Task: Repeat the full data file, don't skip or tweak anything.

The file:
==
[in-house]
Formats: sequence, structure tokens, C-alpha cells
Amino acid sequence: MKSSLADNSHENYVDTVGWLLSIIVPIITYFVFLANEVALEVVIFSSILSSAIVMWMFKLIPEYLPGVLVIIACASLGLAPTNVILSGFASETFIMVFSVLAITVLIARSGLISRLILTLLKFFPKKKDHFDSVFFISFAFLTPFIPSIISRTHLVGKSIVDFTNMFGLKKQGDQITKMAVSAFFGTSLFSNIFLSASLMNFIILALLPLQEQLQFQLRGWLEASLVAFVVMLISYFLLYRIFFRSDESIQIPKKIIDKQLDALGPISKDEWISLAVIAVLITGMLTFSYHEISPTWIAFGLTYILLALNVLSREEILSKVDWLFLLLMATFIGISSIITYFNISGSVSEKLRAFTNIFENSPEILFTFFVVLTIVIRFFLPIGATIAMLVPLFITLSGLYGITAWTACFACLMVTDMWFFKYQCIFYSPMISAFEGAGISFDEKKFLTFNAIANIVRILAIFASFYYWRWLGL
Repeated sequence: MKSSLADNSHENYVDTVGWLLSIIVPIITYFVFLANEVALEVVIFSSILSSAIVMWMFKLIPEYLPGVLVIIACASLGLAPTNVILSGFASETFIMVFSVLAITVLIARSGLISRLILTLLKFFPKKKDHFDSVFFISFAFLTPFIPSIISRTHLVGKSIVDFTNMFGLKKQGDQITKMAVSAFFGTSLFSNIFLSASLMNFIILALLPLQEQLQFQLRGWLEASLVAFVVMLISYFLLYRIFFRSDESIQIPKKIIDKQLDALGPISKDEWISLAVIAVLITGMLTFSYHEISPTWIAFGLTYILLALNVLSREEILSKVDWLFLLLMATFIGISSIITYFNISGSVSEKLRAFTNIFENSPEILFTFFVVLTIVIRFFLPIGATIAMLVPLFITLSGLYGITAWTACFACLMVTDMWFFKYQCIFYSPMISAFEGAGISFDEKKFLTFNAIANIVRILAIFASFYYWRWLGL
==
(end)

[in-house]
Formats: sequence, structure tokens, C-alpha cells
Amino acid sequence: MKSSLADNSHENYVDTVGWLLSIIVPIITYFVFLANEVALEVVIFSSILSSAIVMWMFKLIPEYLPGVLVIIACASLGLAPTNVILSGFASETFIMVFSVLAITVLIARSGLISRLILTLLKFFPKKKDHFDSVFFISFAFLTPFIPSIISRTHLVGKSIVDFTNMFGLKKQGDQITKMAVSAFFGTSLFSNIFLSASLMNFIILALLPLQEQLQFQLRGWLEASLVAFVVMLISYFLLYRIFFRSDESIQIPKKIIDKQLDALGPISKDEWISLAVIAVLITGMLTFSYHEISPTWIAFGLTYILLALNVLSREEILSKVDWLFLLLMATFIGISSIITYFNISGSVSEKLRAFTNIFENSPEILFTFFVVLTIVIRFFLPIGATIAMLVPLFITLSGLYGITAWTACFACLMVTDMWFFKYQCIFYSPMISAFEGAGISFDEKKFLTFNAIANIVRILAIFASFYYWRWLGL
Repeated sequence: MKSSLADNSHENYVDTVGWLLSIIVPIITYFVFLANEVALEVVIFSSILSSAIVMWMFKLIPEYLPGVLVIIACASLGLAPTNVILSGFASETFIMVFSVLAITVLIARSGLISRLILTLLKFFPKKKDHFDSVFFISFAFLTPFIPSIISRTHLVGKSIVDFTNMFGLKKQGDQITKMAVSAFFGTSLFSNIFLSASLMNFIILALLPLQEQLQFQLRGWLEASLVAFVVMLISYFLLYRIFFRSDESIQIPKKIIDKQLDALGPISKDEWISLAVIAVLITGMLTFSYHEISPTWIAFGLTYILLALNVLSREEILSKVDWLFLLLMATFIGISSIITYFNISGSVSEKLRAFTNIFENSPEILFTFFVVLTIVIRFFLPIGATIAMLVPLFITLSGLYGITAWTACFACLMVTDMWFFKYQCIFYSPMISAFEGAGISFDEKKFLTFNAIANIVRILAIFASFYYWRWLGL